When Walt Disney promised his daughters that he would make a movie of their favourite book ‘Mary Poppins’ he had no idea it would take 20 years to fulfil this promise. What he hadn’t bargained for was the book’s author PL Travers, who did not want to see her beloved creation ruined by Hollywood. The relationship between Walt Disney and PL Travers, and how Mary Poppins was brought to the big screen is told in the film ‘Saving Mr Banks’, which is currently showing in cinemas. At the end of Saving Mr Banks, it gives the impression PL Travers came to accept and even like the film of Mary Poppins, but in reality she hated what the movie had done to her beloved character. She accused Walt Disney of betraying her originally dark protagonist by turning her into the bundle of joy that was Julie Andrews. The film is certainly different to the book. In the book Mary Poppins is a no-nonsense, dark and disciplined character, who uses more self-discipline than magic, but this was lost in the film version.
You could argue that something similar has happened to the Christmas story. Much of the story has been sanitised, with the darker, far more troubling elements in the nativity often ignored or overlooked. For example most nativity scenes, whether performed in schools or churches, finish with the wise men visiting the infant Jesus. But rarely do we go onto tell what happens next. The Apostle Matthew records that “When Herod realized that he had been outwitted by the Magi, he was furious, and he gave orders to kill all the boys in Bethlehem and its vicinity who were two years old and under, in accordance with the time he had learned from the Magi.” (Mt 2:16). Because of this, Mary, Joseph are forced to flee to Egypt with Jesus, where according to the Gospel of Matthew they stay until Herod’s death, before returning to Nazareth, because it was not safe for them to return to Bethlehem.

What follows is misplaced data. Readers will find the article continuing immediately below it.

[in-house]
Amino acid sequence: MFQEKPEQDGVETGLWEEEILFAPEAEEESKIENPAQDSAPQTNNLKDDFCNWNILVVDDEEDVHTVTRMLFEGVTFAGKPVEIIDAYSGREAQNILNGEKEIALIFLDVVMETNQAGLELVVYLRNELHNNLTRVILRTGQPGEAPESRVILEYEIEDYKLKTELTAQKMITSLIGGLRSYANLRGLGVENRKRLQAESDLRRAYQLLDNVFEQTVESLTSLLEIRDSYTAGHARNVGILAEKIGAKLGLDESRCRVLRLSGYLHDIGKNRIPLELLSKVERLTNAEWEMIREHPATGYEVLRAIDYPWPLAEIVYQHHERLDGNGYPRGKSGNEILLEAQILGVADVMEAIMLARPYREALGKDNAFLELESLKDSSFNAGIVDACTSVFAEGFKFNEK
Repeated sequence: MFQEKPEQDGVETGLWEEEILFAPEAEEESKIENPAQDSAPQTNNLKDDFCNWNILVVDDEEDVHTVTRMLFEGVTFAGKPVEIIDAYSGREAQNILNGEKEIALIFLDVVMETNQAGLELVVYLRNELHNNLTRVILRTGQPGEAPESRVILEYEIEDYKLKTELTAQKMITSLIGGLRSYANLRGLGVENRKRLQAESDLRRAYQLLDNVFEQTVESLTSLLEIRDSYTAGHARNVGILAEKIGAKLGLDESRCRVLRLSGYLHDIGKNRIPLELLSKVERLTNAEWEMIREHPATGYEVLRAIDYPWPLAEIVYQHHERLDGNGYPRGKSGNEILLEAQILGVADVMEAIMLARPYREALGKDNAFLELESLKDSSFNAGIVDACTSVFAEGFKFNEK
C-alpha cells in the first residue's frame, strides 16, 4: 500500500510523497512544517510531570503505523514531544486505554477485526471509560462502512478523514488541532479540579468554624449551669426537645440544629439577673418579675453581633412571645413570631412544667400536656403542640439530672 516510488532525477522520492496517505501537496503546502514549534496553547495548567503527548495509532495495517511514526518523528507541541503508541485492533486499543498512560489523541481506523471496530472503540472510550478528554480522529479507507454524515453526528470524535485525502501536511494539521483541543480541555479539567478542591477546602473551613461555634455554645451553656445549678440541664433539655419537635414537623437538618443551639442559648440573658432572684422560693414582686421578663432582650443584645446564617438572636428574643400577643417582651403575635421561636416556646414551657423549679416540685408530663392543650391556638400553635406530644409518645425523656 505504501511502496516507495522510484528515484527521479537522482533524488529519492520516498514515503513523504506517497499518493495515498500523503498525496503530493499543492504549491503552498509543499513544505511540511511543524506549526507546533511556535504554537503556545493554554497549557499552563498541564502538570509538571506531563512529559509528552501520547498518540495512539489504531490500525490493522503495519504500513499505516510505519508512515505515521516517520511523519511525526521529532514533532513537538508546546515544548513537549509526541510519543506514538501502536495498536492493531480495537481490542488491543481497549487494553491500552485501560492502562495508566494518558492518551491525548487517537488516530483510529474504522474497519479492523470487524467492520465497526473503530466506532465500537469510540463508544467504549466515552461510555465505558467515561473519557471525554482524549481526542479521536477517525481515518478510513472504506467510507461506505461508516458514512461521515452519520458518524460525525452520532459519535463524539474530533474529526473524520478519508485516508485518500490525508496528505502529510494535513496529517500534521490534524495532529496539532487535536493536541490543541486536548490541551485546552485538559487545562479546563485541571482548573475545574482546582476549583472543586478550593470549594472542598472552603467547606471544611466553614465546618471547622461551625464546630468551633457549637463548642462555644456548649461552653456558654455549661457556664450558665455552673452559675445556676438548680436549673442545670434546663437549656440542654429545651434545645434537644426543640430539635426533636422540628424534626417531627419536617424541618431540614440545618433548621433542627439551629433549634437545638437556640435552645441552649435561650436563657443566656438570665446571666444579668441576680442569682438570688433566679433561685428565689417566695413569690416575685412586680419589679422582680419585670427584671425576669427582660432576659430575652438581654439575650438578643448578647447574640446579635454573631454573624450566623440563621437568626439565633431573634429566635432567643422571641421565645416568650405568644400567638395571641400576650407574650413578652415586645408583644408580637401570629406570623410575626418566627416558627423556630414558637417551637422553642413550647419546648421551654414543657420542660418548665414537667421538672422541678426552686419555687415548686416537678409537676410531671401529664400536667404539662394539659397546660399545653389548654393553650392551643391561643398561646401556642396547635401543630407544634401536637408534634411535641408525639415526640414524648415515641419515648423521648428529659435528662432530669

You may say that this would not be appropriate to show or talk about at Christmas, especially if children are present. But Herod plays an important part of the story and if we leave him in the Christmas narrative, we can address the shadow of evil hovering of Christmas to this day, in places like Syria, where the innocent are suffering and dying on a daily basis, and where the international community seems unable to bring an end to the bloodshed. Herod still stalks the earth.
It was into this dark, troubled, and violent world that Jesus, the one who laid the foundations of the earth (Hebrews 1:10), the one through whom all things were made (John 1:3), became Emmanuel, God with us.
Because of the incarnation, in our darkest hours, in our saddest moments, when fear and violence and loneliness seem to rule the planet, we can take comfort that we are not alone. That God entered human flesh, and lived as one of us.
Dietrich Bonhoeffer, the German theologian who was killed by the Nazi’s shortly before the end of the Second World War, wrote, “We are no longer alone; God is with us. We are no longer homeless; a bit of the eternal home itself has moved into us.”